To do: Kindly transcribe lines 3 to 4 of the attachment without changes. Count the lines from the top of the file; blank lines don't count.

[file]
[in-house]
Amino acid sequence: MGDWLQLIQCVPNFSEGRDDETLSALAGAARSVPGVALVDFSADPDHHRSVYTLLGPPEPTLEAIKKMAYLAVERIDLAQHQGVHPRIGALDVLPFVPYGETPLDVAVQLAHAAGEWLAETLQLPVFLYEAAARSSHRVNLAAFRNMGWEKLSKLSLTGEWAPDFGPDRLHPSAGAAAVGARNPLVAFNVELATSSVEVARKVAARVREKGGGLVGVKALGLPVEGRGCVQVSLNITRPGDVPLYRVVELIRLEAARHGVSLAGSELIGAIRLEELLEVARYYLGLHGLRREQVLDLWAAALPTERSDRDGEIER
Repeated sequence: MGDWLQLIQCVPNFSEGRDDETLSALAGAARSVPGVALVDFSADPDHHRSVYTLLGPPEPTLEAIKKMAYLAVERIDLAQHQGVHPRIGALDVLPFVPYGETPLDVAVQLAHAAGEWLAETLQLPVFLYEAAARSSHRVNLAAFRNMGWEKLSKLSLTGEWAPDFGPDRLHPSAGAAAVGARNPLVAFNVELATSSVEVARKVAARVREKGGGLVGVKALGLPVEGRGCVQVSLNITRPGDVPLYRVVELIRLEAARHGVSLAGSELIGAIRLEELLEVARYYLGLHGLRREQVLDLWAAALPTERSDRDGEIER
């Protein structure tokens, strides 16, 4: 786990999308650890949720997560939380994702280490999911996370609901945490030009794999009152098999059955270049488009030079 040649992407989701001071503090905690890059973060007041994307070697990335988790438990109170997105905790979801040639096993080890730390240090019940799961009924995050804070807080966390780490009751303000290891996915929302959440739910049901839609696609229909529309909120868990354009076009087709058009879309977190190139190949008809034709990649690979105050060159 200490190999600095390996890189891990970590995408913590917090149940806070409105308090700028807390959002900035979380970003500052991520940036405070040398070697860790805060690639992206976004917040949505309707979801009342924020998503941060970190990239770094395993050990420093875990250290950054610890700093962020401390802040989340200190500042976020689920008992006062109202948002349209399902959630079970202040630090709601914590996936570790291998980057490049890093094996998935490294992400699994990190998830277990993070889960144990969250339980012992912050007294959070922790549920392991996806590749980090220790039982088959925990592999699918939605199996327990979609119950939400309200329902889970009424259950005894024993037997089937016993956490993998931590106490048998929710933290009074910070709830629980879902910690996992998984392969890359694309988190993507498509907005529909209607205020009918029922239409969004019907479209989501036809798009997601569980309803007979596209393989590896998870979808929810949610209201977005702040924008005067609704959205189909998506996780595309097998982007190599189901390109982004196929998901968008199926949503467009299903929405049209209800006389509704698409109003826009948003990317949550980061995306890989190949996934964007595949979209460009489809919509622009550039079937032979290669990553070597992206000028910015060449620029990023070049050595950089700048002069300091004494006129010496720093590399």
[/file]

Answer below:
Repeated sequence: MGDWLQLIQCVPNFSEGRDDETLSALAGAARSVPGVALVDFSADPDHHRSVYTLLGPPEPTLEAIKKMAYLAVERIDLAQHQGVHPRIGALDVLPFVPYGETPLDVAVQLAHAAGEWLAETLQLPVFLYEAAARSSHRVNLAAFRNMGWEKLSKLSLTGEWAPDFGPDRLHPSAGAAAVGARNPLVAFNVELATSSVEVARKVAARVREKGGGLVGVKALGLPVEGRGCVQVSLNITRPGDVPLYRVVELIRLEAARHGVSLAGSELIGAIRLEELLEVARYYLGLHGLRREQVLDLWAAALPTERSDRDGEIER
């Protein structure tokens, strides 16, 4: 786990999308650890949720997560939380994702280490999911996370609901945490030009794999009152098999059955270049488009030079 040649992407989701001071503090905690890059973060007041994307070697990335988790438990109170997105905790979801040639096993080890730390240090019940799961009924995050804070807080966390780490009751303000290891996915929302959440739910049901839609696609229909529309909120868990354009076009087709058009879309977190190139190949008809034709990649690979105050060159 200490190999600095390996890189891990970590995408913590917090149940806070409105308090700028807390959002900035979380970003500052991520940036405070040398070697860790805060690639992206976004917040949505309707979801009342924020998503941060970190990239770094395993050990420093875990250290950054610890700093962020401390802040989340200190500042976020689920008992006062109202948002349209399902959630079970202040630090709601914590996936570790291998980057490049890093094996998935490294992400699994990190998830277990993070889960144990969250339980012992912050007294959070922790549920392991996806590749980090220790039982088959925990592999699918939605199996327990979609119950939400309200329902889970009424259950005894024993037997089937016993956490993998931590106490048998929710933290009074910070709830629980879902910690996992998984392969890359694309988190993507498509907005529909209607205020009918029922239409969004019907479209989501036809798009997601569980309803007979596209393989590896998870979808929810949610209201977005702040924008005067609704959205189909998506996780595309097998982007190599189901390109982004196929998901968008199926949503467009299903929405049209209800006389509704698409109003826009948003990317949550980061995306890989190949996934964007595949979209460009489809919509622009550039079937032979290669990553070597992206000028910015060449620029990023070049050595950089700048002069300091004494006129010496720093590399």